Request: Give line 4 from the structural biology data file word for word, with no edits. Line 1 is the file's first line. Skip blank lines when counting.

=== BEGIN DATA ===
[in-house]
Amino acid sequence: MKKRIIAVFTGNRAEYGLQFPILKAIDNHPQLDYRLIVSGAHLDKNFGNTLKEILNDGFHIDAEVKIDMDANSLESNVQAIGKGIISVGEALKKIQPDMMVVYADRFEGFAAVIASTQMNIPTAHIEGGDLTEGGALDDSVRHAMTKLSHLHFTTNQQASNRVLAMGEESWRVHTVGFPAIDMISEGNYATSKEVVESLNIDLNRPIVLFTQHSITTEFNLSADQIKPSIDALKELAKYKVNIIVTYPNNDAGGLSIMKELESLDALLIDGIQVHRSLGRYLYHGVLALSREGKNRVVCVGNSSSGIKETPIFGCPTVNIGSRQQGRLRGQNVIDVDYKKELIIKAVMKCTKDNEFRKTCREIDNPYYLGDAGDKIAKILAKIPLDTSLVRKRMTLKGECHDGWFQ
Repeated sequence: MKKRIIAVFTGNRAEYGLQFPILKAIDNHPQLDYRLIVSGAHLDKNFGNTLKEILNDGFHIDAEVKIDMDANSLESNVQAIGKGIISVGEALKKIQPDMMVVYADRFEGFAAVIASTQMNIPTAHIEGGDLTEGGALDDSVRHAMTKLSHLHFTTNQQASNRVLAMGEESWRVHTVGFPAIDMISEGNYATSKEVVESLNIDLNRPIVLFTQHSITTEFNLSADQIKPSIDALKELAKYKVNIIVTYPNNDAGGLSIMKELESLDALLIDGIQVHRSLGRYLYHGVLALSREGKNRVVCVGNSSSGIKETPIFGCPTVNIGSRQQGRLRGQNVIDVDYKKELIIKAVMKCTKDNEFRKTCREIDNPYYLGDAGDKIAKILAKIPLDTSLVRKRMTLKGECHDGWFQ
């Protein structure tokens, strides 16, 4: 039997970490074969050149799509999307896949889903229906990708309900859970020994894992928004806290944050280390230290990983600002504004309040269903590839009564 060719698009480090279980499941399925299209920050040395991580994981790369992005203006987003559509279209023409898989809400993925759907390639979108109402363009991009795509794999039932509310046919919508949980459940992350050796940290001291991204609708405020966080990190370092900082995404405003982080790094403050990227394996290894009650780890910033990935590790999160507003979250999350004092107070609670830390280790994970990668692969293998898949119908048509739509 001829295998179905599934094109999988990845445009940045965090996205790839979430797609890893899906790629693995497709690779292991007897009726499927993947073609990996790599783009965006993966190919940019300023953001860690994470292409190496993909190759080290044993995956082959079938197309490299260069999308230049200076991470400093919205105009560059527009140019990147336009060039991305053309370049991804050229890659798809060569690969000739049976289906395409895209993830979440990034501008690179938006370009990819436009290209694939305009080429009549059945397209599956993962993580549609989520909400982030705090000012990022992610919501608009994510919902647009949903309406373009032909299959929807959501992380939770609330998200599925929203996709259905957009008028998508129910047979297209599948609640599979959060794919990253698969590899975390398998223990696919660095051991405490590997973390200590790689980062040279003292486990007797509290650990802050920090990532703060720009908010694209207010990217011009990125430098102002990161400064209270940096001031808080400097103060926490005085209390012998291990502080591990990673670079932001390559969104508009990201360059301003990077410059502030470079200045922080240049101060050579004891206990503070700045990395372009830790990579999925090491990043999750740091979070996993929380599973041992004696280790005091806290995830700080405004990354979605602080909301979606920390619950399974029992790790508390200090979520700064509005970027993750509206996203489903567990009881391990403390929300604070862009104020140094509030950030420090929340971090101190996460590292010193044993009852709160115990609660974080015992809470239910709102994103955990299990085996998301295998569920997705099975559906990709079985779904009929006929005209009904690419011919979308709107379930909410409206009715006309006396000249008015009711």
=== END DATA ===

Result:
């Protein structure tokens, strides 16, 4: 039997970490074969050149799509999307896949889903229906990708309900859970020994894992928004806290944050280390230290990983600002504004309040269903590839009564 060719698009480090279980499941399925299209920050040395991580994981790369992005203006987003559509279209023409898989809400993925759907390639979108109402363009991009795509794999039932509310046919919508949980459940992350050796940290001291991204609708405020966080990190370092900082995404405003982080790094403050990227394996290894009650780890910033990935590790999160507003979250999350004092107070609670830390280790994970990668692969293998898949119908048509739509 001829295998179905599934094109999988990845445009940045965090996205790839979430797609890893899906790629693995497709690779292991007897009726499927993947073609990996790599783009965006993966190919940019300023953001860690994470292409190496993909190759080290044993995956082959079938197309490299260069999308230049200076991470400093919205105009560059527009140019990147336009060039991305053309370049991804050229890659798809060569690969000739049976289906395409895209993830979440990034501008690179938006370009990819436009290209694939305009080429009549059945397209599956993962993580549609989520909400982030705090000012990022992610919501608009994510919902647009949903309406373009032909299959929807959501992380939770609330998200599925929203996709259905957009008028998508129910047979297209599948609640599979959060794919990253698969590899975390398998223990696919660095051991405490590997973390200590790689980062040279003292486990007797509290650990802050920090990532703060720009908010694209207010990217011009990125430098102002990161400064209270940096001031808080400097103060926490005085209390012998291990502080591990990673670079932001390559969104508009990201360059301003990077410059502030470079200045922080240049101060050579004891206990503070700045990395372009830790990579999925090491990043999750740091979070996993929380599973041992004696280790005091806290995830700080405004990354979605602080909301979606920390619950399974029992790790508390200090979520700064509005970027993750509206996203489903567990009881391990403390929300604070862009104020140094509030950030420090929340971090101190996460590292010193044993009852709160115990609660974080015992809470239910709102994103955990299990085996998301295998569920997705099975559906990709079985779904009929006929005209009904690419011919979308709107379930909410409206009715006309006396000249008015009711």